See also "Standard Equipment Specialties," Railway Mechanical Engineer, Vol 93, No 3 (March 1919), pp. 137-138 for a list of all the "special equipment" by manufacturers--everything from air brakes to lubricators to rolled steel wheels--and the USRA designs on which they appeared.
Intended to be the standardized Pacific heavy passenger express locomotive, but only twenty were actually allocated by the USRA. The design shared the tube and flue count with two other USRA variants: Light Mikado (Locobase 40) and Light Mountain (Locobase 231). Firebox heating surface included 72 sq ft (6.7 sq m) in the combustion chamber and 28 sq ft (2.6 sq m) in arch tubes. Cylinders were served by piston valves measuring 14" (356 mm) in diameter.
Erie's were built by Alco-Richmond (10) and Baldwin (10) at the direction of the government-run USRA beginning in 1918.
This was the "light" Pacific design standardized by the government-run USRA created in World War I and built by Baldwin and Alco. Three railroads actually took delivery of 81 locomotives: Atlantic Coast Lines (28 by Alco-Brooks, 17 by Alco-Richmond), the B&O (20 by Baldwin, 10 by Alco-Richmond), and L&N (6 by Alco-Richmond).
Although described as light, the design in fact had a relatively large grate compared to other engines within its axle-loading range. Firebox heating surface included 46 sq ft (4.3 sq m) in the combustion chamber and 27 sq ft (2.5 sq m) in arch tubes. Cylinders were served by piston valves measuring 14" (356 mm) in diameter.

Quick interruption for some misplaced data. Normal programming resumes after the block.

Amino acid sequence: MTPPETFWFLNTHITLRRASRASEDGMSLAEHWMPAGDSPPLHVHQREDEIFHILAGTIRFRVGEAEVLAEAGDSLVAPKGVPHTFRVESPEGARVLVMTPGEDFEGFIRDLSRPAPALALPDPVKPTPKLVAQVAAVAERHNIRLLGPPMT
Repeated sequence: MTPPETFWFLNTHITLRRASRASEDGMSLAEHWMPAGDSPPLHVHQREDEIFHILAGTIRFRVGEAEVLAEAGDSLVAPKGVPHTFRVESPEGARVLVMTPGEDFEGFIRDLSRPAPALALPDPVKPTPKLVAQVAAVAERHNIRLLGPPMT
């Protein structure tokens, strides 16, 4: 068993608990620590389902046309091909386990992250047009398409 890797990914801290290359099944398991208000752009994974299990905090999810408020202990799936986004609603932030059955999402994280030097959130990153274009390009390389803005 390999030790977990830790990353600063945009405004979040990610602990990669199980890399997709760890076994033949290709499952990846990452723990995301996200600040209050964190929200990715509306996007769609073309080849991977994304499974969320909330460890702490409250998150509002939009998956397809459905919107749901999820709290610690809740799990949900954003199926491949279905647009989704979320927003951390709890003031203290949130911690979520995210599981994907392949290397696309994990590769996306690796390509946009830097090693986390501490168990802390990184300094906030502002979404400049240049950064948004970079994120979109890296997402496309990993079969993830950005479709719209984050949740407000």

In the literature describing particular railroads' acquisitions, this design often appears either as the direct-from-USRA variant or a later class based on the USRA Light. And very often, the USRA-inspired 4-6-2 is described as the best, most reliable Pacifics the railroad would own.
|Specifications by Steve Llanso of Sweat House Media|
|Railroad||United States Railroad Administration (USRA)||United States Railroad Administration (USRA)|
|Number in Class|
|Locomotive Length and Weight|
|Driver Wheelbase (ft)||14||13|
|Engine Wheelbase (ft)||36.17||34.75|
|Ratio of driving wheelbase to overall engine wheebase||0.39||0.37|
|Overall Wheelbase (engine & tender) (ft)||70.70||68.62|
|Axle Loading (Maximum Weight per Axle) (lbs)||60,000||54,000|
|Weight on Drivers (lbs)||197,000||162,000|
|Engine Weight (lbs)||306,000||277,000|
|Tender Loaded Weight (lbs)||194,200||194,000|
|Total Engine and Tender Weight (lbs)||500,200||471,000|
|Tender Water Capacity (gals)||10,000||10,000|
|Tender Fuel Capacity (oil/coal) (gals/tons)||16||16|
|Minimum weight of rail (calculated) (lb/yd)||109||90|
|Geometry Relating to Tractive Effort|
|Driver Diameter (in)||79||73|
|Boiler Pressure (psi)||200||200|
|High Pressure Cylinders (dia x stroke) (in)||27" x 28"||25" x 28"|
|Tractive Effort (lbs)||43,925||40,753|
|Factor of Adhesion (Weight on Drivers/Tractive Effort)||4.48||3.98|
|Firebox Area (sq ft)||327||261|
|Grate Area (sq ft)||70.80||66.70|
|Evaporative Heating Surface (sq ft)||3824||3333|
|Superheating Surface (sq ft)||887||794|
|Combined Heating Surface (sq ft)||4711||4127|
|Evaporative Heating Surface/Cylinder Volume||206.09||209.52|
|Computations Relating to Power Output (More Information)|
|Robert LeMassena's Power Computation||14,160||13,340|
|Same as above plus superheater percentage||16,850||15,875|
|Same as above but substitute firebox area for grate area||77,826||62,118|